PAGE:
Population of rare metallic sun-orchid being monitored
16 November 2021
The Murraylands and Riverland Landscape Board have been monitoring the nationally endangered metallic sun-orchid (Thelymitra epipactoides) around the Tailem Bend and Meningie regions. These areas are a stronghold for this very rare plant.
Murraylands and Riverland Landscape Board Restoration Ecologist Kate Graham said there are likely to be fewer than 1,000 of these rare orchids left in the region.
“Other populations are present on the Eyre Peninsula, in the South East and into Victoria,” Ms Graham said.
“Many of the populations are small and isolated, which reduces their ability to successfully reproduce and survive.
“The orchids have specific needs, and the sites where the orchids grow require the right vegetation community, pollinators, fungi, and micro-climate to allow them to survive.
“There are significant threats to these orchids, such as grazing by animals including rabbits, kangaroos, stock, and possibly caterpillars and snails.
“Highly invasive weed species such as bridal creeper and perennial veldt grass compete with the orchid at some sites. So protecting and conserving the remaining populations is critical.
“The orchids that we are monitoring were planted in 2016. Orchid experts from Victoria collected seeds and germinated the orchids with their vital fungal partners,” Ms Graham said.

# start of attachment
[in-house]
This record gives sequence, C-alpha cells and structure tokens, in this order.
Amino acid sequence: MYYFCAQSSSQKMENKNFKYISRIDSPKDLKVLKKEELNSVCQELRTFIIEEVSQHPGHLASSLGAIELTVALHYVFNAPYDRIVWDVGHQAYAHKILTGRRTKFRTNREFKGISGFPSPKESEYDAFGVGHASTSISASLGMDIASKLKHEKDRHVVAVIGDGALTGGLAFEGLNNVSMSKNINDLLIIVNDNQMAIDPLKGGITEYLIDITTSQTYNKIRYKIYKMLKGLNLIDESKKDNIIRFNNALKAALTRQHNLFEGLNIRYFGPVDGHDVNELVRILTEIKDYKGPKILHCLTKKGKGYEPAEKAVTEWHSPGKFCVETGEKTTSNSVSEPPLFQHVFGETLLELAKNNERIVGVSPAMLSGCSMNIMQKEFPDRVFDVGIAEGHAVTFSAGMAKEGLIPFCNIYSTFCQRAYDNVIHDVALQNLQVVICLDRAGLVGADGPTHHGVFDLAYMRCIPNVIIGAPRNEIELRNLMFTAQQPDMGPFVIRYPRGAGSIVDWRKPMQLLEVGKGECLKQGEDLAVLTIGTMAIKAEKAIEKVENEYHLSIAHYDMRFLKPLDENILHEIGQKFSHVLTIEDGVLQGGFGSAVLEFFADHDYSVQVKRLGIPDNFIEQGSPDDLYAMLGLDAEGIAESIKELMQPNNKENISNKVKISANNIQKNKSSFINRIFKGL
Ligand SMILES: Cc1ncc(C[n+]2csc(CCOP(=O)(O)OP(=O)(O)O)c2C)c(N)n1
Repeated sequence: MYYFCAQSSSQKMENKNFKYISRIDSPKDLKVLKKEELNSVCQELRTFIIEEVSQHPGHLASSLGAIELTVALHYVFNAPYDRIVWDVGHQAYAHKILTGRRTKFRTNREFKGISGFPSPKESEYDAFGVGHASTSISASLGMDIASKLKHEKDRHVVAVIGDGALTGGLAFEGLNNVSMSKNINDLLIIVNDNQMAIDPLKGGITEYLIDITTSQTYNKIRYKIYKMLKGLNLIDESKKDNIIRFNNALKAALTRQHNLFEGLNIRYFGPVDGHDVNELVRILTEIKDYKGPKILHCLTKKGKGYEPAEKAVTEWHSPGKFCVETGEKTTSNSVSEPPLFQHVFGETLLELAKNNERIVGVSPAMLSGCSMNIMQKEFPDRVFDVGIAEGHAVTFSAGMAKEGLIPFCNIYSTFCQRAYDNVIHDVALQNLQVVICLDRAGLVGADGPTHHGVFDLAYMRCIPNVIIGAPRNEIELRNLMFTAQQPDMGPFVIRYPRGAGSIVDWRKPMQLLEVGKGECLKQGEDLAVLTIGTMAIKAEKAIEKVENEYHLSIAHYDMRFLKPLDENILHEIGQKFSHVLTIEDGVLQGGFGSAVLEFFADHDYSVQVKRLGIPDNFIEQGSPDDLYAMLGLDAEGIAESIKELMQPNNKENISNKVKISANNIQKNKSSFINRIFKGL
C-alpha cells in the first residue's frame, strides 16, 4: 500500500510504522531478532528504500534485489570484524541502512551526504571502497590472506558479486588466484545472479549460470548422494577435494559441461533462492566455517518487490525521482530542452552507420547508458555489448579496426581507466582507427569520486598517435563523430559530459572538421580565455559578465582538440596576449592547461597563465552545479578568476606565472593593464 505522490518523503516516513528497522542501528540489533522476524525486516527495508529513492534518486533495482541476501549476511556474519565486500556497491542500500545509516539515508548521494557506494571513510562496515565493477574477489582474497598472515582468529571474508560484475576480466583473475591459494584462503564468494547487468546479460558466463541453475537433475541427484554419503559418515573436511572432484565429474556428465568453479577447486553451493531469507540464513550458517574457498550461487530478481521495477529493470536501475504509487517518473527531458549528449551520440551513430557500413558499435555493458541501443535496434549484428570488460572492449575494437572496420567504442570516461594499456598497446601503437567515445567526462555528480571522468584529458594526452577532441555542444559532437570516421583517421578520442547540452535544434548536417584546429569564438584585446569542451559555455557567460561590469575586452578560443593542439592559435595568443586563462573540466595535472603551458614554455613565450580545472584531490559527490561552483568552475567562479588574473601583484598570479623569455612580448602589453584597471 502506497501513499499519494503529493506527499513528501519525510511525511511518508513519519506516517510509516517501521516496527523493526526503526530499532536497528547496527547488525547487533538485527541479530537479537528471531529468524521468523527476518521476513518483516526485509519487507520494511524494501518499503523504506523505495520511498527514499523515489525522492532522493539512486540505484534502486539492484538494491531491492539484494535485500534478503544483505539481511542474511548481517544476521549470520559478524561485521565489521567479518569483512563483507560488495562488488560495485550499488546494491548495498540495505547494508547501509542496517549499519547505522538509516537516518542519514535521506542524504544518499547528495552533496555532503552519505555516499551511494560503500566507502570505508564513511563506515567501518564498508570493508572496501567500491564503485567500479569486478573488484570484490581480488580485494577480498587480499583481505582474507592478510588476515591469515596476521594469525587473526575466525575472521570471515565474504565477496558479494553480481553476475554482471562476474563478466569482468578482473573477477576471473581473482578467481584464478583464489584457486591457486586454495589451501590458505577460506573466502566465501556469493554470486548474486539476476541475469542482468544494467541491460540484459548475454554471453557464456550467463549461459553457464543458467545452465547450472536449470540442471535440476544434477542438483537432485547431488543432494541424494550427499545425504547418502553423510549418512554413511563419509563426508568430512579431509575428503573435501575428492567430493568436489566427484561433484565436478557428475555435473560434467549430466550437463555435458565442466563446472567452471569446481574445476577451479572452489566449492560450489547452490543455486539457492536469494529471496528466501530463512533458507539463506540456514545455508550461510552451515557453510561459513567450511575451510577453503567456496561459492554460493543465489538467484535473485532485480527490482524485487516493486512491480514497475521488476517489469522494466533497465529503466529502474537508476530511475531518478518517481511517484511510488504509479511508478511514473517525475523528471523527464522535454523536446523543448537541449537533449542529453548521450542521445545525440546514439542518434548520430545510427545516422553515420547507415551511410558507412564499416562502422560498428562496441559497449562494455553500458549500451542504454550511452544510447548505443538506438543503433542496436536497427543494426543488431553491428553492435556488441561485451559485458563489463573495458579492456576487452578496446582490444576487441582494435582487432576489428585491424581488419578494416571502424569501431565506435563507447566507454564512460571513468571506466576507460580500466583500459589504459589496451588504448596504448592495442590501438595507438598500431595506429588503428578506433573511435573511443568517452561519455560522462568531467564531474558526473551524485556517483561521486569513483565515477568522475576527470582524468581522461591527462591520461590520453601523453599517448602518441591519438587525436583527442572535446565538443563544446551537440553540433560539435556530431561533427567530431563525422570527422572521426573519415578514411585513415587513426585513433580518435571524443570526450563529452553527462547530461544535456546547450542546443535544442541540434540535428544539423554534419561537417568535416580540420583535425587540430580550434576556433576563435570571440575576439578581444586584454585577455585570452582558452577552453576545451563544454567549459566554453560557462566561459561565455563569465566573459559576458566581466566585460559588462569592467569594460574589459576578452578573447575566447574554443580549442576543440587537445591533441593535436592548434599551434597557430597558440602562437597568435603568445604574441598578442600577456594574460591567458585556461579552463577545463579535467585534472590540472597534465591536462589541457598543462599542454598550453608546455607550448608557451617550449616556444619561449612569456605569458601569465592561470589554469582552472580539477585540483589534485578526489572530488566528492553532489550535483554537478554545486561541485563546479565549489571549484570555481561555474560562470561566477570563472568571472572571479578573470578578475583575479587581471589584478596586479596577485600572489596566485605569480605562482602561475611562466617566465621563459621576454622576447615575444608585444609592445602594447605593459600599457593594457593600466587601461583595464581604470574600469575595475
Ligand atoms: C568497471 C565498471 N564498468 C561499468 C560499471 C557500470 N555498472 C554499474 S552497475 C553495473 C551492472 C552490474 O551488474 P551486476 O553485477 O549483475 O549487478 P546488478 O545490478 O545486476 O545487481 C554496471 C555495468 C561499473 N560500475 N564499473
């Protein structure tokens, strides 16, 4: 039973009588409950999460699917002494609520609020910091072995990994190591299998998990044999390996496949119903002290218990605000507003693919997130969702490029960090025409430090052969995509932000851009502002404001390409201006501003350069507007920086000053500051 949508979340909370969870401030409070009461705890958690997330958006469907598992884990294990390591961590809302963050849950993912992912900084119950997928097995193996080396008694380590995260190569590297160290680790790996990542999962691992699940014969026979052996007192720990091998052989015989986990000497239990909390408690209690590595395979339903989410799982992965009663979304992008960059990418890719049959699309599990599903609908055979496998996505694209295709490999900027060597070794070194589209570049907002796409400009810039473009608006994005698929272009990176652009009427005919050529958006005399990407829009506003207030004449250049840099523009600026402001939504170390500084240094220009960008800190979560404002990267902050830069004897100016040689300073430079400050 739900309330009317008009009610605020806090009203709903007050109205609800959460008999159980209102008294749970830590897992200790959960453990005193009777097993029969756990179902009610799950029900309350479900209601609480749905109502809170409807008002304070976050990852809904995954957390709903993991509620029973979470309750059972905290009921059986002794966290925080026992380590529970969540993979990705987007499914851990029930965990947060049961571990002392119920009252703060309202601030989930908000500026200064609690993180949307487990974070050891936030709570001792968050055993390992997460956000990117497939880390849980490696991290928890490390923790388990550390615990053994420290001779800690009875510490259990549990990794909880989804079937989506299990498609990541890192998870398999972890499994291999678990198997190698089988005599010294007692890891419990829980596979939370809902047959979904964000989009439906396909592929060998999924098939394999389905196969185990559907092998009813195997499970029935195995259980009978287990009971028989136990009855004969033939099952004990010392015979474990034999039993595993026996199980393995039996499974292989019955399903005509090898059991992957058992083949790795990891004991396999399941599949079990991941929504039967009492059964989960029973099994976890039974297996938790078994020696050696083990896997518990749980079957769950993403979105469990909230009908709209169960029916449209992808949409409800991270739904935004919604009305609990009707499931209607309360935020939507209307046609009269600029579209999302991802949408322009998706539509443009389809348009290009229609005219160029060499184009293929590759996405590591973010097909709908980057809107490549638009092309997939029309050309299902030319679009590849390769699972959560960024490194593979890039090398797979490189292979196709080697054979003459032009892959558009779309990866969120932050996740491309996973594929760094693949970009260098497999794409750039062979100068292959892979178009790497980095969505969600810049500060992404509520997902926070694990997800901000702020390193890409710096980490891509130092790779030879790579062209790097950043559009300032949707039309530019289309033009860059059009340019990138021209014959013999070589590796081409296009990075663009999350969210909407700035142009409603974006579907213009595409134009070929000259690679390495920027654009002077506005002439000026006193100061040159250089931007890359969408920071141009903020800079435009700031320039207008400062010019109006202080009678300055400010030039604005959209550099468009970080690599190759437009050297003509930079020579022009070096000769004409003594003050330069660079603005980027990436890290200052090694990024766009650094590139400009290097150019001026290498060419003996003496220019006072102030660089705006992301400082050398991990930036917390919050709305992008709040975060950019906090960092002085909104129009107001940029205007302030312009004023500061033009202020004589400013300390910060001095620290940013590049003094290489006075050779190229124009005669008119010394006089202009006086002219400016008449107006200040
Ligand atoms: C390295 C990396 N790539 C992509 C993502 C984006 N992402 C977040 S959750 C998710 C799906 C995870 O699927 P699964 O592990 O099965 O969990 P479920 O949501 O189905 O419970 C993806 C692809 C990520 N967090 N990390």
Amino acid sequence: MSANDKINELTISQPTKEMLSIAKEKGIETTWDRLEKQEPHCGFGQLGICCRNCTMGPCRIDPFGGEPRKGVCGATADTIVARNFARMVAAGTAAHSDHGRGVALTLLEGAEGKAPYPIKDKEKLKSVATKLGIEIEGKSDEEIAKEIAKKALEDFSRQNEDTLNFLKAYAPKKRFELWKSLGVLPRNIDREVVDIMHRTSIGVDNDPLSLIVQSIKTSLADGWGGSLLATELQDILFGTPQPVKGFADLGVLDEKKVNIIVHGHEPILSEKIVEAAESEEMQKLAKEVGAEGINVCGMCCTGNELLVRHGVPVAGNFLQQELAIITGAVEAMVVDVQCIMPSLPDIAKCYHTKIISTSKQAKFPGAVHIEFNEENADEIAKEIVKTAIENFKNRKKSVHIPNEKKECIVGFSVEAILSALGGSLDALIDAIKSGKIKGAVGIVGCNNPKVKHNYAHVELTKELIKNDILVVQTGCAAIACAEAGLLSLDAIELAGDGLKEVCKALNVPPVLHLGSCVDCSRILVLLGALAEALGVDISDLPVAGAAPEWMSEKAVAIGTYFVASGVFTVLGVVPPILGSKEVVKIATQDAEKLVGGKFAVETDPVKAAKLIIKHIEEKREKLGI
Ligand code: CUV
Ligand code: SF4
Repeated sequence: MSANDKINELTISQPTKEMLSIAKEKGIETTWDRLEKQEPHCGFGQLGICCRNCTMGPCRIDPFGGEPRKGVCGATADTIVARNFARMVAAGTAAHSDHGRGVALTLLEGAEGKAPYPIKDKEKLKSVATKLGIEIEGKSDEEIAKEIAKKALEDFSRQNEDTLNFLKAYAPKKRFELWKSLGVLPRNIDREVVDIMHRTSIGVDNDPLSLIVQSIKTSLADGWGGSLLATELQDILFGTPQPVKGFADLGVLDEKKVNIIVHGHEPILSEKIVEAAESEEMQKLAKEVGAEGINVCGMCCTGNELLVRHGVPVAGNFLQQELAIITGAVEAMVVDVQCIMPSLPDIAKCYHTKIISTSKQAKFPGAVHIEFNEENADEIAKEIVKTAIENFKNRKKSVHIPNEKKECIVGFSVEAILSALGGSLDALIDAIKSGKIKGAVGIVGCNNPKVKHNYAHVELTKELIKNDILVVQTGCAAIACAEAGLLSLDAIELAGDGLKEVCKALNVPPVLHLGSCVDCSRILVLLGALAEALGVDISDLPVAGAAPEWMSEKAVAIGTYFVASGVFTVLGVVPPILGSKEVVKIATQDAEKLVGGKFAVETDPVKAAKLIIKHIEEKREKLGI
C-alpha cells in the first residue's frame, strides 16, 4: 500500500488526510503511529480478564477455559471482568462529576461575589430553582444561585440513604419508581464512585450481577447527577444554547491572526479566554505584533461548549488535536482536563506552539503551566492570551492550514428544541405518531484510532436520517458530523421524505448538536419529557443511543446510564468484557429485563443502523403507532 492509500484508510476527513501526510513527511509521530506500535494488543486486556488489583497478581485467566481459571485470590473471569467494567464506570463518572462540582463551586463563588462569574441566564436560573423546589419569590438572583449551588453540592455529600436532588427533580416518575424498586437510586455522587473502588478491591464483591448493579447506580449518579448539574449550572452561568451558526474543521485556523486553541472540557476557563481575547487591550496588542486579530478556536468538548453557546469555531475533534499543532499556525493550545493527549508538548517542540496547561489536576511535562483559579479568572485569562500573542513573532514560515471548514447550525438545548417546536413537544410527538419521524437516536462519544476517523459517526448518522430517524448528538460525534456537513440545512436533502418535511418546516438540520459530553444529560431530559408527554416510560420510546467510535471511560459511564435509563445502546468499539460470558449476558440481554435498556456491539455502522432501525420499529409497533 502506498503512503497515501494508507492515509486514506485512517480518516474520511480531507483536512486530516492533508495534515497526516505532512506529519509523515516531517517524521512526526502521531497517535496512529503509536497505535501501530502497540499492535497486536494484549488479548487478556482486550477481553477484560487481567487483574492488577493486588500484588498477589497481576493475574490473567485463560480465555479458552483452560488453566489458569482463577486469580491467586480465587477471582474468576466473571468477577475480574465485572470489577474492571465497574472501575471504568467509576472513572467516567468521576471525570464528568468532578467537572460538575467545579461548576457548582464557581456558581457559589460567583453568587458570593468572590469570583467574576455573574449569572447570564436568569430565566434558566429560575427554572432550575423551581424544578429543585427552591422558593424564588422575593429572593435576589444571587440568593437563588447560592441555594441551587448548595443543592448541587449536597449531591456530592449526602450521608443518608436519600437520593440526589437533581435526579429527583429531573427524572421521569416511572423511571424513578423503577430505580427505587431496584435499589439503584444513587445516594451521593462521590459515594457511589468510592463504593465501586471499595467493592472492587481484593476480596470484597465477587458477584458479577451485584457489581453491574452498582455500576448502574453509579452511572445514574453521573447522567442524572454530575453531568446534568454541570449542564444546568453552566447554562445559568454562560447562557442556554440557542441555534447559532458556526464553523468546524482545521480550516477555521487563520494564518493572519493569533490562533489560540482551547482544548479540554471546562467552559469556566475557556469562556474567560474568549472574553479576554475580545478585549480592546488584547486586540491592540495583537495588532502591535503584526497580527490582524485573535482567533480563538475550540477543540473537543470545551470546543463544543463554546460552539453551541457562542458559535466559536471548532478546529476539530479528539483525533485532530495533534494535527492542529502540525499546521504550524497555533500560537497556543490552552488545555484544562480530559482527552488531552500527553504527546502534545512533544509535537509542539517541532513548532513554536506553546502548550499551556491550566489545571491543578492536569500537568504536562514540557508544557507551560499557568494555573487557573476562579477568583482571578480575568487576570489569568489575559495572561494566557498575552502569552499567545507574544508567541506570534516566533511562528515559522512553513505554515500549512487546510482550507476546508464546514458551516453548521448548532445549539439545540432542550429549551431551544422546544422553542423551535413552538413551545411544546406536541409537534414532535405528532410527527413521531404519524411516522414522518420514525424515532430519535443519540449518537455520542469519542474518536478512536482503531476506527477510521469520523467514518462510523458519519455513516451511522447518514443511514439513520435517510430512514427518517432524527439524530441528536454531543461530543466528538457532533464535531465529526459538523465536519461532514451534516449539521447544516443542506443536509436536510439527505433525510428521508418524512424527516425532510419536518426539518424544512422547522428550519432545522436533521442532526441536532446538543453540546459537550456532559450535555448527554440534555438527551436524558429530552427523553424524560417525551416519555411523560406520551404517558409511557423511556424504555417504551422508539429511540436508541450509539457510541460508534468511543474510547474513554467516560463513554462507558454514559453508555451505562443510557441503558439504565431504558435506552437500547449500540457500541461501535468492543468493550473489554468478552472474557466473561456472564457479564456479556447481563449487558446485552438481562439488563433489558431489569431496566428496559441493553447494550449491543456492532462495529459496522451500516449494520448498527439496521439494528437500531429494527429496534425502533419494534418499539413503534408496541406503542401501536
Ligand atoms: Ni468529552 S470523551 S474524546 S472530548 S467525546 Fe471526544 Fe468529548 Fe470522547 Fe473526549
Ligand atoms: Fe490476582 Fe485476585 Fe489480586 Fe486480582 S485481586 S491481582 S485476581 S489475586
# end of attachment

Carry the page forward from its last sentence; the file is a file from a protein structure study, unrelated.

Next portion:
The orchid experts grew more than 120 of these precious orchids. They planted them into protective wire cages on private land, in Coorong National Park, and in council reserves in the Murraylands region to bolster the small, naturally occurring populations.
Ms Graham said spring is the perfect time for monitoring. The orchids flower from September to November, so they are more visible, making monitoring easier,”
This sun-orchid grows to a height of 50 cm, which is tall for an orchid. It produces flower stalks with as many as 20 flowers. It is unusually coloured, ranging from pale bluish to brown with a metallic sheen, hence the name, metallic sun-orchid.
The Coorong District Council are custodians of one of the most critical natural populations of the metallic sun-orchid.
Murraylands and Riverland Landscape Board collaborate with the council and engage specialist weed contractors to remove invasive plants that threaten to outcompete this special and unique orchid.
This project is supported by the Murraylands and Riverland Landscape Board through funding from the landscape levies.